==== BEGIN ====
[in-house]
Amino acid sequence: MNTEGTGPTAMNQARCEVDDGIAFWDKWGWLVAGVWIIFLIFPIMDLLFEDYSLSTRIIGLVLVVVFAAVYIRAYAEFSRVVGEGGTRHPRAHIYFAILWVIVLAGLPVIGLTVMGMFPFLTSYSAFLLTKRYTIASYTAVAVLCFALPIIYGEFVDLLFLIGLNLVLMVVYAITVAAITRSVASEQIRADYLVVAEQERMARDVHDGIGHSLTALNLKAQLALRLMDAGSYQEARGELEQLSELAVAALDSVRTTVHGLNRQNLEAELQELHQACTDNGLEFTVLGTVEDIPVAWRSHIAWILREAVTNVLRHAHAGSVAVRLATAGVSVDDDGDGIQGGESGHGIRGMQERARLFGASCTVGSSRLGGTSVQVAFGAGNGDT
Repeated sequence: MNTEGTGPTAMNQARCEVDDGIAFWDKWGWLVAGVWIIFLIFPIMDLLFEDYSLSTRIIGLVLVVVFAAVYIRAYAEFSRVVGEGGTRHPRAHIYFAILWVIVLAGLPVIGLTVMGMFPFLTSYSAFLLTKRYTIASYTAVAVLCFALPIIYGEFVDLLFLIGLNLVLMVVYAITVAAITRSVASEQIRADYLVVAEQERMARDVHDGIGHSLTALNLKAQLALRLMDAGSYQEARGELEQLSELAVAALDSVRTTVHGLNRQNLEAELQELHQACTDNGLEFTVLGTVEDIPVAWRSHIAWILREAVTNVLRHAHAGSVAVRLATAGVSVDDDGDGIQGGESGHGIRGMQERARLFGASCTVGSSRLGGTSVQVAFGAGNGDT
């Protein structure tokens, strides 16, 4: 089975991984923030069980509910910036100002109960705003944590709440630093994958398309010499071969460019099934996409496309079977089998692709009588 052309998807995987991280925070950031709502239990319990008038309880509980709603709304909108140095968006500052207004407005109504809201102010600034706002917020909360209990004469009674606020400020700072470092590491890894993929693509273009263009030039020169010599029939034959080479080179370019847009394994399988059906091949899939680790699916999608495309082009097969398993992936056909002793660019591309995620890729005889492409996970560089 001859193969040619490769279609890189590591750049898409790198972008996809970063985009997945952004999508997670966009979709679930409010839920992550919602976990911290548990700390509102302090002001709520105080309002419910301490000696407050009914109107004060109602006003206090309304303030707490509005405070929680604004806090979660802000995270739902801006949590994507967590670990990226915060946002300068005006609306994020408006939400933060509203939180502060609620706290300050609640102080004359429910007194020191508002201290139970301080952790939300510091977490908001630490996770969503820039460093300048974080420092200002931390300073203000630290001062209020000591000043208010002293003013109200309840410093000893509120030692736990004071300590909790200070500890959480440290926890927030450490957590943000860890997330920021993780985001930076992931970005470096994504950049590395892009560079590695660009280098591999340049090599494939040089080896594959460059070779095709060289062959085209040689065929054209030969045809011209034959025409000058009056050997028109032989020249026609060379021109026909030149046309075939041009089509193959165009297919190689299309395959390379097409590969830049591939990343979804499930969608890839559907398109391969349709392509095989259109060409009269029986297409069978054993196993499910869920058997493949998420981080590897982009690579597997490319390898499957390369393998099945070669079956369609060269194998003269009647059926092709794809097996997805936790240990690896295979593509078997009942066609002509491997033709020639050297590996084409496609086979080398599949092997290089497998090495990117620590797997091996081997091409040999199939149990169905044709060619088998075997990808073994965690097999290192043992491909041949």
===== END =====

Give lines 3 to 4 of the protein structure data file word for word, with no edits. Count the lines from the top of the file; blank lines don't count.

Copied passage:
Repeated sequence: MNTEGTGPTAMNQARCEVDDGIAFWDKWGWLVAGVWIIFLIFPIMDLLFEDYSLSTRIIGLVLVVVFAAVYIRAYAEFSRVVGEGGTRHPRAHIYFAILWVIVLAGLPVIGLTVMGMFPFLTSYSAFLLTKRYTIASYTAVAVLCFALPIIYGEFVDLLFLIGLNLVLMVVYAITVAAITRSVASEQIRADYLVVAEQERMARDVHDGIGHSLTALNLKAQLALRLMDAGSYQEARGELEQLSELAVAALDSVRTTVHGLNRQNLEAELQELHQACTDNGLEFTVLGTVEDIPVAWRSHIAWILREAVTNVLRHAHAGSVAVRLATAGVSVDDDGDGIQGGESGHGIRGMQERARLFGASCTVGSSRLGGTSVQVAFGAGNGDT
């Protein structure tokens, strides 16, 4: 089975991984923030069980509910910036100002109960705003944590709440630093994958398309010499071969460019099934996409496309079977089998692709009588 052309998807995987991280925070950031709502239990319990008038309880509980709603709304909108140095968006500052207004407005109504809201102010600034706002917020909360209990004469009674606020400020700072470092590491890894993929693509273009263009030039020169010599029939034959080479080179370019847009394994399988059906091949899939680790699916999608495309082009097969398993992936056909002793660019591309995620890729005889492409996970560089 001859193969040619490769279609890189590591750049898409790198972008996809970063985009997945952004999508997670966009979709679930409010839920992550919602976990911290548990700390509102302090002001709520105080309002419910301490000696407050009914109107004060109602006003206090309304303030707490509005405070929680604004806090979660802000995270739902801006949590994507967590670990990226915060946002300068005006609306994020408006939400933060509203939180502060609620706290300050609640102080004359429910007194020191508002201290139970301080952790939300510091977490908001630490996770969503820039460093300048974080420092200002931390300073203000630290001062209020000591000043208010002293003013109200309840410093000893509120030692736990004071300590909790200070500890959480440290926890927030450490957590943000860890997330920021993780985001930076992931970005470096994504950049590395892009560079590695660009280098591999340049090599494939040089080896594959460059070779095709060289062959085209040689065929054209030969045809011209034959025409000058009056050997028109032989020249026609060379021109026909030149046309075939041009089509193959165009297919190689299309395959390379097409590969830049591939990343979804499930969608890839559907398109391969349709392509095989259109060409009269029986297409069978054993196993499910869920058997493949998420981080590897982009690579597997490319390898499957390369393998099945070669079956369609060269194998003269009647059926092709794809097996997805936790240990690896295979593509078997009942066609002509491997033709020639050297590996084409496609086979080398599949092997290089497998090495990117620590797997091996081997091409040999199939149990169905044709060619088998075997990808073994965690097999290192043992491909041949």